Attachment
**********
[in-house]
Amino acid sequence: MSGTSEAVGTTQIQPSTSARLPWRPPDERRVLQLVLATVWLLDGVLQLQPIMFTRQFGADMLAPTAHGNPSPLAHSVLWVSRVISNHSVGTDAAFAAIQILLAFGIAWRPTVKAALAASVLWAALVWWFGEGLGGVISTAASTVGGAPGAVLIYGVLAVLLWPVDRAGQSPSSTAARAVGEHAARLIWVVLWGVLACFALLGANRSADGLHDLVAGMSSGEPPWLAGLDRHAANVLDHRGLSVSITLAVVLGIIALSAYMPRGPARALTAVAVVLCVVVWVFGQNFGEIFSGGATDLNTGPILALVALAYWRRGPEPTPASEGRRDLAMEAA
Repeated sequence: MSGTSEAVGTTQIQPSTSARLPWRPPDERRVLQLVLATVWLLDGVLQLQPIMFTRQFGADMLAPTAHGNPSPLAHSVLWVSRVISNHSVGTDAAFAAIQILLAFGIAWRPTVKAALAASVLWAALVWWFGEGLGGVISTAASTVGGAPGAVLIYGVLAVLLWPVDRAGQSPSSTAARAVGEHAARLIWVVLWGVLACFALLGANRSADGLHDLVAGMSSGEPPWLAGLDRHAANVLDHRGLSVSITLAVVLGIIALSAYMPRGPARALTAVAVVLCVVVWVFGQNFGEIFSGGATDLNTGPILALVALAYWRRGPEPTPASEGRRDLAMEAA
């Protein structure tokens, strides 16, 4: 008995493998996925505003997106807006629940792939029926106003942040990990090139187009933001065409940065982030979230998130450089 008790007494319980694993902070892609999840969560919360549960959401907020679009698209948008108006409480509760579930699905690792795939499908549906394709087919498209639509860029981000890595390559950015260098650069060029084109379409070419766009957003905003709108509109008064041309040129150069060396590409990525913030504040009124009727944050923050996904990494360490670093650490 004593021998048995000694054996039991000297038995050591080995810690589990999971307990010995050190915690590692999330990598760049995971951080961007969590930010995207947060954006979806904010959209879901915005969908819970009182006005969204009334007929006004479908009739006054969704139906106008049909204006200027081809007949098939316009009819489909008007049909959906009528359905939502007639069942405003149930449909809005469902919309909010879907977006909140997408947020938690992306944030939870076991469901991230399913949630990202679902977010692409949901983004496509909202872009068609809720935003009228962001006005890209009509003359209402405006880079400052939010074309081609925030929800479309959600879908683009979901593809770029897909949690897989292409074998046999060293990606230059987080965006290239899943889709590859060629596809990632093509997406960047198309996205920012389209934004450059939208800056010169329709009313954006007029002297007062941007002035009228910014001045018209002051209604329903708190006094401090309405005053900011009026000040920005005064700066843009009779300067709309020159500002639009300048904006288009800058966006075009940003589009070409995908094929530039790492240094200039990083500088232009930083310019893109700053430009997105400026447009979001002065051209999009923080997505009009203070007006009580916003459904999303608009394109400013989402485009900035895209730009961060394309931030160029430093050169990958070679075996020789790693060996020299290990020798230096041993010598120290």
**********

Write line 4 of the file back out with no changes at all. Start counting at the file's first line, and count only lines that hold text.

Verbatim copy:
């Protein structure tokens, strides 16, 4: 008995493998996925505003997106807006629940792939029926106003942040990990090139187009933001065409940065982030979230998130450089 008790007494319980694993902070892609999840969560919360549960959401907020679009698209948008108006409480509760579930699905690792795939499908549906394709087919498209639509860029981000890595390559950015260098650069060029084109379409070419766009957003905003709108509109008064041309040129150069060396590409990525913030504040009124009727944050923050996904990494360490670093650490 004593021998048995000694054996039991000297038995050591080995810690589990999971307990010995050190915690590692999330990598760049995971951080961007969590930010995207947060954006979806904010959209879901915005969908819970009182006005969204009334007929006004479908009739006054969704139906106008049909204006200027081809007949098939316009009819489909008007049909959906009528359905939502007639069942405003149930449909809005469902919309909010879907977006909140997408947020938690992306944030939870076991469901991230399913949630990202679902977010692409949901983004496509909202872009068609809720935003009228962001006005890209009509003359209402405006880079400052939010074309081609925030929800479309959600879908683009979901593809770029897909949690897989292409074998046999060293990606230059987080965006290239899943889709590859060629596809990632093509997406960047198309996205920012389209934004450059939208800056010169329709009313954006007029002297007062941007002035009228910014001045018209002051209604329903708190006094401090309405005053900011009026000040920005005064700066843009009779300067709309020159500002639009300048904006288009800058966006075009940003589009070409995908094929530039790492240094200039990083500088232009930083310019893109700053430009997105400026447009979001002065051209999009923080997505009009203070007006009580916003459904999303608009394109400013989402485009900035895209730009961060394309931030160029430093050169990958070679075996020789790693060996020299290990020798230096041993010598120290």